On the other hand, paws are ideal for delivering soothing pats to the rest of the team. Morale is important.
I Am the Best Girl Ever
Or so they tell me. I am very good at many things, especially the following:
- Pulling the humans on walks so they get enough exercise
- Surgically removing pills from cheese
- Clearing coffee tables using only my tail
- Protecting our home from intruders, like the scary man in the UPS hat
- Explaining the finer points of dog life to the humans
- Vacuum cleaning duties
*Note: Vacuuming services only apply to crumbs.
I Have a Few Bad Habits
I'm a doctor, for goodness' sake. I think I'd know if my habits were "bad," but the humans said I should offer full transparency with all our readers. I have been known, on occasion, to indulge in the following delightful activities:
- Guarding the local park from the invasive species known as "squirrel."
- Helpfully spreading the toilet paper in the bathroom across the floor for easier access.
- Cleaning my paws during meetings. Do they not understand personal hygiene, or what?
- Drooling on keyboards while reviewing questions.
- Dragging my rear-end across the carpet. They might have a point on this one.
I Love You
At the end of the day, I love all our readers, and I can't wait to help. I've already answered a few questions, so here's a sneak peek at my column.
Dear Doctor Dog,
My roommate got a puppy recently. He's a 14-week-old Westie named Paxton. He's super cute, but even though she takes him out regularly he still has accidents often, especially on the carpet. We're in a rental, so we need to figure out a solution ASAP. Help?! — Rosy Becker from Fort Wayne, Indiana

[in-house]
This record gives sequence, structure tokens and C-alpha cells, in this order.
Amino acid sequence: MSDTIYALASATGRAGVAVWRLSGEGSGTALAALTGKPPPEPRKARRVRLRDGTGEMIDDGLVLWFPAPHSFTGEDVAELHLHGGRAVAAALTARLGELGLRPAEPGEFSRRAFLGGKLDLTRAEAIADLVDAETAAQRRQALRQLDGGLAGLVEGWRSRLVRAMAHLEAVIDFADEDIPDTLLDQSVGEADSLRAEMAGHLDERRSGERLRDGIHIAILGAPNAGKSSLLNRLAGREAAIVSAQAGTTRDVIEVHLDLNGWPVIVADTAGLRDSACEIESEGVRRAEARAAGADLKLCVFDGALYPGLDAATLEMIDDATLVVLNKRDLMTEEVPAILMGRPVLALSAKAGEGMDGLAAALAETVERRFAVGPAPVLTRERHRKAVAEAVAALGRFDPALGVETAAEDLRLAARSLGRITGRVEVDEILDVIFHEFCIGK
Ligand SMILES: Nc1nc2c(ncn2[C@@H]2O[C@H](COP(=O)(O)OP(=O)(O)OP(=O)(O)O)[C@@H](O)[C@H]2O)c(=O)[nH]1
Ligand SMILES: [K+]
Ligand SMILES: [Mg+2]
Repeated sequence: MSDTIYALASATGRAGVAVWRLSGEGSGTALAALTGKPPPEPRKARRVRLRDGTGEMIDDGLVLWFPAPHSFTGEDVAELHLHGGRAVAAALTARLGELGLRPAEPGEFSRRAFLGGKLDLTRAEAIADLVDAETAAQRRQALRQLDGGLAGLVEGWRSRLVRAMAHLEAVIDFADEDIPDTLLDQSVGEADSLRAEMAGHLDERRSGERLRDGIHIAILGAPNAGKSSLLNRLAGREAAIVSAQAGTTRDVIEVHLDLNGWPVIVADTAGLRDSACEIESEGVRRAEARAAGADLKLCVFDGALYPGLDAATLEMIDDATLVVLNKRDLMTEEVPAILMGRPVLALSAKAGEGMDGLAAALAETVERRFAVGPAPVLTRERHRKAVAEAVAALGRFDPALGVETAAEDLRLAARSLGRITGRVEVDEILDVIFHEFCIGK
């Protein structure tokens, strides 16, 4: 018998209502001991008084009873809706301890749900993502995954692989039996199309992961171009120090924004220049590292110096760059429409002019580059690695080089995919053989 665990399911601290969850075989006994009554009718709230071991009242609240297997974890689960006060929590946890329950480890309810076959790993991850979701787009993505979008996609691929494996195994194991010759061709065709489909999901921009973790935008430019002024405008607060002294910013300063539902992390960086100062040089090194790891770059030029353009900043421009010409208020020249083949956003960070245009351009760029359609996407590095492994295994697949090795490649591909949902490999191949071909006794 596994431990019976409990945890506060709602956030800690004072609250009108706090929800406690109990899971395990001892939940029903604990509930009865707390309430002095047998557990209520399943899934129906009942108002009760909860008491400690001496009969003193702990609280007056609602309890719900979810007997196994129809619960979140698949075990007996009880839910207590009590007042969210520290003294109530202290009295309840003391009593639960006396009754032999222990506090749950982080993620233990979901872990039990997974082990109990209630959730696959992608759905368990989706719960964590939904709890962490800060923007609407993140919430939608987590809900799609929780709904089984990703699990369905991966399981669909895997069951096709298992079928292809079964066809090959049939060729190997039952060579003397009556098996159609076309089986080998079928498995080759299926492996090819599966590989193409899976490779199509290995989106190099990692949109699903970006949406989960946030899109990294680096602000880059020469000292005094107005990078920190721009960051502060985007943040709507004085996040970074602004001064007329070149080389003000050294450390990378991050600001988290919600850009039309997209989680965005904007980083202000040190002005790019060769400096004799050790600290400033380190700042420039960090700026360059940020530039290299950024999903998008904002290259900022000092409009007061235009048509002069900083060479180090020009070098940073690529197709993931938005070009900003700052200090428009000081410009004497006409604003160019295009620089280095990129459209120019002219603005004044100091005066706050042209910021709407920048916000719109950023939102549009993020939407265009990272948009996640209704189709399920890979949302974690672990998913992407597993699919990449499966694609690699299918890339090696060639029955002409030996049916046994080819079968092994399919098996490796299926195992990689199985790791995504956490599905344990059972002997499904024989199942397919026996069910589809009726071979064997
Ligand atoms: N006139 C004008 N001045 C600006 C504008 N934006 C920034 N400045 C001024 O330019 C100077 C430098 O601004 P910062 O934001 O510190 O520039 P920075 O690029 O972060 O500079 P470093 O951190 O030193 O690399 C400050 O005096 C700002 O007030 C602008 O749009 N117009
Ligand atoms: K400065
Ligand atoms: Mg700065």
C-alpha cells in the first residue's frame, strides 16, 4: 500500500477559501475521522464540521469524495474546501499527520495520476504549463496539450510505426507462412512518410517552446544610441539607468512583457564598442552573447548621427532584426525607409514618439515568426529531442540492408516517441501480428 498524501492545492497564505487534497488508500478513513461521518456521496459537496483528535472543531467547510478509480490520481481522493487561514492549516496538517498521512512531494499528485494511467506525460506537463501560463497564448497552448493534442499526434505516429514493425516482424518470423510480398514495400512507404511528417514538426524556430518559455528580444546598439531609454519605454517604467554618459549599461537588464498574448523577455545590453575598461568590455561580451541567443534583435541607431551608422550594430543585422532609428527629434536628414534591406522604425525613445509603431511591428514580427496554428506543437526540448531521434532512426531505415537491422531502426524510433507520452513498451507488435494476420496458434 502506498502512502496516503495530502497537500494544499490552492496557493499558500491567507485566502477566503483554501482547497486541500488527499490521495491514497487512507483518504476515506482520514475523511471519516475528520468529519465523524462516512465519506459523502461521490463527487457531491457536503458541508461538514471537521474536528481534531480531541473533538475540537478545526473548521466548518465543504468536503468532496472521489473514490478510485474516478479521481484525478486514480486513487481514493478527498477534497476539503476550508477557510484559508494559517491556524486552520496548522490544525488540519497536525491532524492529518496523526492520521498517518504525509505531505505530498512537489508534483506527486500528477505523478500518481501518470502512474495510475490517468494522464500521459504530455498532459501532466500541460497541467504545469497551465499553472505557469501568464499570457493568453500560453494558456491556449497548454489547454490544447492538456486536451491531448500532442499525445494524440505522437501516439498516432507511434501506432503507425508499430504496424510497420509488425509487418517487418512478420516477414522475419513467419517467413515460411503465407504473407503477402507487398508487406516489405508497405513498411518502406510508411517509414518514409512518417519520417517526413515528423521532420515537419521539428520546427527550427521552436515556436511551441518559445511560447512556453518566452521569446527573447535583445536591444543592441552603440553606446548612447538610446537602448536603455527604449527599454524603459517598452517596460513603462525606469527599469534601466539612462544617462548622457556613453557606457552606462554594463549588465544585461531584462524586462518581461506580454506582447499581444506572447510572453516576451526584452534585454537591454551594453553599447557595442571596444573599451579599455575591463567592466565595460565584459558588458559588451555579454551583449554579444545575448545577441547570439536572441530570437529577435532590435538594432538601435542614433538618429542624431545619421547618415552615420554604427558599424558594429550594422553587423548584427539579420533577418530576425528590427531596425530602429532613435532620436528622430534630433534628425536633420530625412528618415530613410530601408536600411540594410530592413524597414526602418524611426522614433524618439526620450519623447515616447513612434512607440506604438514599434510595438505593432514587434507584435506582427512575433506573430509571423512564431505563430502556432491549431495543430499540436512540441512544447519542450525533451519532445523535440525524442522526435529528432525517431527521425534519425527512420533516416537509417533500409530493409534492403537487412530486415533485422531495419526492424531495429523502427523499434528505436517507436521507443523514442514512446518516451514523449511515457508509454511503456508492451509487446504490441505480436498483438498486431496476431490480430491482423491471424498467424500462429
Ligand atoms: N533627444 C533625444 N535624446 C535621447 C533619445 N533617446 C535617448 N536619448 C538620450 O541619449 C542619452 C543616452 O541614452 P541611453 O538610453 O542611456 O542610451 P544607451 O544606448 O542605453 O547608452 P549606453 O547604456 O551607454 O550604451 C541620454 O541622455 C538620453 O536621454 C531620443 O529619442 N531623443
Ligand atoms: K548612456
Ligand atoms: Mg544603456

It sounds like you have a smelly situation on your hands. My first question is what you mean by "regularly." Puppies are much like human babies. While they mature a lot faster, they're still basically toddlers. As a rule of thumb (well, paw), puppies can "hold it" one hour for every month of age. Paxton should be able to hold it for about three hours.
If that's already taken care of, he probably just needs a week or two of extra potty breaks to reinforce good habits. The Humane Society's guide is a great resource for more tips.
When the inevitable accident does happen, apply an enzymatic cleaning spray to remove the smell and discourage him from returning to the same spot. With a little TLC, Paxton should be barking up the right tree in no time.
Thanks fur the great question!
— Doctor Dog
Dear Doctor Dog,
I have a seven year old pug, and over the past couple of years, he has put on quite a bit of weight. I feed him the amount recommended on the bag for his size, and I try to walk him regularly, but he doesn't make it more than half a block before he starts pulling to go back home. Sometimes, he just sits!
I know keeping him at a healthy weight is important, but I'm not sure what else to try. Any advice?